- Osoyoos Times wins five awards in national CCNA competitionsPosted 5 days ago
- For independent candidate Dr. Peter Entwistle, all politics is about healthPosted 5 days ago
- It’s easier now to vote in advance as polls open six days in total starting this weekendPosted 5 days ago
- School board appoints new principalsPosted 5 days ago
Province should consider alternatives to lessen big impact of policing costs
It’s not as if we didn’t know this was coming.
For many of us Osoyoos residents, it was like “waiting for the other shoe to drop” when it came to the inevitability of the increase in policing costs.
We knew what would happen when the census confirmed that we had reached a population exceeding 5,000 residents.
Now the soul searching and “how could the provincial government do this to us!” has begun. For those of us who understand that the budget of a town is no different than that which we all deal with on a monthly basis, it is ‘Finance 101.’
You have just so much income coming in and there should be just so much going out. Yes, there is longer term borrowing for items such as mortgages on our homes and shorter term borrowing for a car or a boat or updates to our homes, but overall we live within our income.
While the Town of Osoyoos council is to be commended for the funds that have been put aside for the eventual increase in policing costs, it amounts to too little, too late.
As residents, many of whom are on fixed income, we are facing a substantial increase in our respective tax bills.
Now in hindsight, while the majority of us agreed a new fire hall was a necessity, should we have expended $3-4 million. instead of $6 million, with a provision to add to the structure as funds permitted?
Should we be even thinking about projects like an aquatic centre?
The answer to these questions depends on your perspective and where you fit into the financial scale. It is the job of our elected officials to weigh all those factors and make budgetary decisions that are fair and equitable to all taxpayers.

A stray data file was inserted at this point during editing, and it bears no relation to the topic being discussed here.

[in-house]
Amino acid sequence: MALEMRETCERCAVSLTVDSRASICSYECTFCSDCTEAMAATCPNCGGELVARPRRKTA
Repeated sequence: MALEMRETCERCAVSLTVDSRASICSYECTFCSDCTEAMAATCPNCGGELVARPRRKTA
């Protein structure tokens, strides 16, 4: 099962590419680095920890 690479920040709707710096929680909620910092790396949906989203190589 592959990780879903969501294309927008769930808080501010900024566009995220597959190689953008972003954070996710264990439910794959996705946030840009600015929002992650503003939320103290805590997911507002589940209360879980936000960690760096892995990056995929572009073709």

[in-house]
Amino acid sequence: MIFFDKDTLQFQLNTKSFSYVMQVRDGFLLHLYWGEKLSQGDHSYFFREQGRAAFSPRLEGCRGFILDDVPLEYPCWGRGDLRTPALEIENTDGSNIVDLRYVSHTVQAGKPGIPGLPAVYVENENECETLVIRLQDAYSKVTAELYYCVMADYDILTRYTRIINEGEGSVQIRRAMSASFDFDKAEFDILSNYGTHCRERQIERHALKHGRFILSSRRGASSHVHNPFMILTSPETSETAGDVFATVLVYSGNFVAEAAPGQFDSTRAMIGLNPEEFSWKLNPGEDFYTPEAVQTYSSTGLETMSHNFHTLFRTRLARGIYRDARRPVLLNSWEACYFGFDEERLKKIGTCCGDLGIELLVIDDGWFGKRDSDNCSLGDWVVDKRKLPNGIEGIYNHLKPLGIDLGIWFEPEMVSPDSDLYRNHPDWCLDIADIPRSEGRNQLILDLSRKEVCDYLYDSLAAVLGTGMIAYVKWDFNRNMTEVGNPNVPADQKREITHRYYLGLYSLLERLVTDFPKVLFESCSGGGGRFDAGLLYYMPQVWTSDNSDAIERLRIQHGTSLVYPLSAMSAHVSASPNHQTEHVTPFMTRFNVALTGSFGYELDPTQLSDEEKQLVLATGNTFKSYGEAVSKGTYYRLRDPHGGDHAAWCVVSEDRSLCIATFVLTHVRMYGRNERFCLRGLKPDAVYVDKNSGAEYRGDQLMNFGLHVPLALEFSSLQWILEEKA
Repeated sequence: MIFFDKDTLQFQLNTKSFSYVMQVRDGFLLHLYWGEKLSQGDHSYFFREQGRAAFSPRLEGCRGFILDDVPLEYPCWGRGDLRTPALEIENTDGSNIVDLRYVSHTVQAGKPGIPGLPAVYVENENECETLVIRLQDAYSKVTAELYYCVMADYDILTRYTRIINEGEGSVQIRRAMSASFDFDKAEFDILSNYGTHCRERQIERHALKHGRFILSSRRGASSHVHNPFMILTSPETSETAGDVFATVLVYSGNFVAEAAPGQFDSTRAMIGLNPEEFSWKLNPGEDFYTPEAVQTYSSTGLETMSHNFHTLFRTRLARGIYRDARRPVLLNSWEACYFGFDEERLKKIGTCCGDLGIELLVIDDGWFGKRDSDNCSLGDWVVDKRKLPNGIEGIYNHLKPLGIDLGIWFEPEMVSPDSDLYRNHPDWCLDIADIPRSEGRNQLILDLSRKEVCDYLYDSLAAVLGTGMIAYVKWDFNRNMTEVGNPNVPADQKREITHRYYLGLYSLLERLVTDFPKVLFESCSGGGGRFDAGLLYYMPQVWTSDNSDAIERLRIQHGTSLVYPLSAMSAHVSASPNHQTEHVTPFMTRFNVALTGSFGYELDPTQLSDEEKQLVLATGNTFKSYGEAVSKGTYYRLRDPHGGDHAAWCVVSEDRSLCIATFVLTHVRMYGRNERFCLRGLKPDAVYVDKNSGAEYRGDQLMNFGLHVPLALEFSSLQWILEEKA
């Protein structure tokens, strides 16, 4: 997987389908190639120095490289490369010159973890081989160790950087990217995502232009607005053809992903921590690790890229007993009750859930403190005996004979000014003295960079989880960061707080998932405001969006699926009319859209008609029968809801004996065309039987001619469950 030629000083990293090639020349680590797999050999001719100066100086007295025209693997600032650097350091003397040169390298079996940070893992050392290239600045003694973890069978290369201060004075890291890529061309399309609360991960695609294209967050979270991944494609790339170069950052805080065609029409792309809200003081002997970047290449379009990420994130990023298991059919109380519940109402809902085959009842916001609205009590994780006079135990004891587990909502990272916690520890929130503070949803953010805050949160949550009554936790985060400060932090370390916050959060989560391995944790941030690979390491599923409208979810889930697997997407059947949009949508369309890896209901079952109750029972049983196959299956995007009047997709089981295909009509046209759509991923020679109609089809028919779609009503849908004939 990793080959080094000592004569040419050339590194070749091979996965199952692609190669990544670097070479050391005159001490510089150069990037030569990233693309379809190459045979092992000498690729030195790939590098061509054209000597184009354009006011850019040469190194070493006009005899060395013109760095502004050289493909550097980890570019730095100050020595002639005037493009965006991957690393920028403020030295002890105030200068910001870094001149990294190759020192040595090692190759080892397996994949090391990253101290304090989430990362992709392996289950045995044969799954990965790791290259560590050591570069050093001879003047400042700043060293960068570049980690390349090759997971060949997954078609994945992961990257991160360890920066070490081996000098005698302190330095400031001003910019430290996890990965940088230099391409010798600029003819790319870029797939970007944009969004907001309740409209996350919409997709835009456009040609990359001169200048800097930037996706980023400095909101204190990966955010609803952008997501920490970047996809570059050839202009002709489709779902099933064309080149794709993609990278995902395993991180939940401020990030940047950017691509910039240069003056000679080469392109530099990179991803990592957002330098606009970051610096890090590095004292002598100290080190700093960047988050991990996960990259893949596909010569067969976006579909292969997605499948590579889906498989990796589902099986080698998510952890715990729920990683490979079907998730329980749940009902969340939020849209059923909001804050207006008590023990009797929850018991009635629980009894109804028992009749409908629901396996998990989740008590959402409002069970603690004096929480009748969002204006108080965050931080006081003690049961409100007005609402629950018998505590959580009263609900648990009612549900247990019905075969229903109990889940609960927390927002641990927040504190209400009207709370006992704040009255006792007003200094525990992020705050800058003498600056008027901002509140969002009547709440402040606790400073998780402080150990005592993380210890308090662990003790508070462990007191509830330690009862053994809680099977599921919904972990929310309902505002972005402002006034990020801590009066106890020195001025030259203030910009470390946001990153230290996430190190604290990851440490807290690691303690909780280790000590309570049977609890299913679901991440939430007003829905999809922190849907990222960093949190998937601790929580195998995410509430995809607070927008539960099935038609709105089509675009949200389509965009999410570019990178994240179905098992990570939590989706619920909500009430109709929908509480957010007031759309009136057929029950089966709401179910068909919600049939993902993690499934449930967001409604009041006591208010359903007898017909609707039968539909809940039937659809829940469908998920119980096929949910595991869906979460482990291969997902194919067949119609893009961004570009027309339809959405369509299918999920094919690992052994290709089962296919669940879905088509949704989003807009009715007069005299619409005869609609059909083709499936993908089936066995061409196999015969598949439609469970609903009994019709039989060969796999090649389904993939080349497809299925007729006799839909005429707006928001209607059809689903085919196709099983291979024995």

As a designated Resort Municipality, should some of those funds spent for various tourism-related projects have been put aside for the increased policing costs?
Yes, I know the basis of that funding requires that it be tourism related. But how important is it to tourism that our visitors enjoy what our community has to offer in safety, provided by a full compliment of RCMP officers?
One is reminded of an old Aesop’s Fable of the ant and the grasshopper. The moral of that story was, “It is best to prepare for the day’s of necessity.”
As has been reported in the past, when the subject of the 5,000 population threshold was brought up at the Union of B.C. Municipalities, there were mixed responses.
The larger communities that don’t qualify for shared policing costs or have their own police force, said “too bad.”
The smaller communities that have faced and overcome the 5,000 population challenge were saying, “We had to do it, so you have to also”, like it was some sort of rite of passage.
Isn’t it time the provincial government made some accommodation for communities like ours to assist in the transition?
That could be in the form of a graduated increase over several years, instead of the present, all in one whack.
Or it could be in the form of a low interest loan paid back by taxpayers over a specified time.
The provincial government came through for our community when it created a special program to save Osoyoos Secondary School.
Couldn’t there be some innovative program to address this present dilemma?
Given the opening of the new jail in Oliver and the fact that community remains just under the threshold of 5,000 population in the last census, taxpayers in Oliver appear to be next ones to face this challenge.
Let’s hope a reasonable solution can be found in the meantime. Thank you for allowing me to express my views.